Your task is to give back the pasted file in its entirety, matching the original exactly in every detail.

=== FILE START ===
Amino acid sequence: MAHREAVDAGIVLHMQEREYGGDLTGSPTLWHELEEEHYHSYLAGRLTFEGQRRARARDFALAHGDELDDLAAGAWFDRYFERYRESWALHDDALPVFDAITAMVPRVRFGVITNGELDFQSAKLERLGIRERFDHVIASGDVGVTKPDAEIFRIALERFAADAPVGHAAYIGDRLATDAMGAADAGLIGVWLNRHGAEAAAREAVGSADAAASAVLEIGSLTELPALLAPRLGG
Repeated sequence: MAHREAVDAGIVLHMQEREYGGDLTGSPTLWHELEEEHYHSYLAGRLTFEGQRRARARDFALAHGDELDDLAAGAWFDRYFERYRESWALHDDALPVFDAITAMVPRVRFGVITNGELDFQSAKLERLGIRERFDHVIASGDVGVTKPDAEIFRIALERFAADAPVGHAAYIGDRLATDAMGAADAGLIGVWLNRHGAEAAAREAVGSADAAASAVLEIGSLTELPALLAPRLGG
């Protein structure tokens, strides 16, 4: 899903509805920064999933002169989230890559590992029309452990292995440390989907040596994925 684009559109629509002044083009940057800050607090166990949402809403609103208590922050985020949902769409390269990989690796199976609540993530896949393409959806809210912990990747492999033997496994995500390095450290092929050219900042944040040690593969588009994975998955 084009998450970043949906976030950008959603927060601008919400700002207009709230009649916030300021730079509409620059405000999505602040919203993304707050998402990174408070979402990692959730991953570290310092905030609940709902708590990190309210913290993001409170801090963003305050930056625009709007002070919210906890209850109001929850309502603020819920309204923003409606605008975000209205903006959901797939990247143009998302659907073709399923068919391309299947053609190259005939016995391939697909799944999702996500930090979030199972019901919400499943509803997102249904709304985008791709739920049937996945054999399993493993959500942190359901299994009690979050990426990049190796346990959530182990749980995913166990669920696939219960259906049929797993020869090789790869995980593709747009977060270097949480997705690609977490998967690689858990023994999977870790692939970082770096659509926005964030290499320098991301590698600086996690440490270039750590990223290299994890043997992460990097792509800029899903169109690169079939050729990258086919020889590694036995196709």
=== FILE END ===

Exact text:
Amino acid sequence: MAHREAVDAGIVLHMQEREYGGDLTGSPTLWHELEEEHYHSYLAGRLTFEGQRRARARDFALAHGDELDDLAAGAWFDRYFERYRESWALHDDALPVFDAITAMVPRVRFGVITNGELDFQSAKLERLGIRERFDHVIASGDVGVTKPDAEIFRIALERFAADAPVGHAAYIGDRLATDAMGAADAGLIGVWLNRHGAEAAAREAVGSADAAASAVLEIGSLTELPALLAPRLGG
Repeated sequence: MAHREAVDAGIVLHMQEREYGGDLTGSPTLWHELEEEHYHSYLAGRLTFEGQRRARARDFALAHGDELDDLAAGAWFDRYFERYRESWALHDDALPVFDAITAMVPRVRFGVITNGELDFQSAKLERLGIRERFDHVIASGDVGVTKPDAEIFRIALERFAADAPVGHAAYIGDRLATDAMGAADAGLIGVWLNRHGAEAAAREAVGSADAAASAVLEIGSLTELPALLAPRLGG
């Protein structure tokens, strides 16, 4: 899903509805920064999933002169989230890559590992029309452990292995440390989907040596994925 684009559109629509002044083009940057800050607090166990949402809403609103208590922050985020949902769409390269990989690796199976609540993530896949393409959806809210912990990747492999033997496994995500390095450290092929050219900042944040040690593969588009994975998955 084009998450970043949906976030950008959603927060601008919400700002207009709230009649916030300021730079509409620059405000999505602040919203993304707050998402990174408070979402990692959730991953570290310092905030609940709902708590990190309210913290993001409170801090963003305050930056625009709007002070919210906890209850109001929850309502603020819920309204923003409606605008975000209205903006959901797939990247143009998302659907073709399923068919391309299947053609190259005939016995391939697909799944999702996500930090979030199972019901919400499943509803997102249904709304985008791709739920049937996945054999399993493993959500942190359901299994009690979050990426990049190796346990959530182990749980995913166990669920696939219960259906049929797993020869090789790869995980593709747009977060270097949480997705690609977490998967690689858990023994999977870790692939970082770096659509926005964030290499320098991301590698600086996690440490270039750590990223290299994890043997992460990097792509800029899903169109690169079939050729990258086919020889590694036995196709």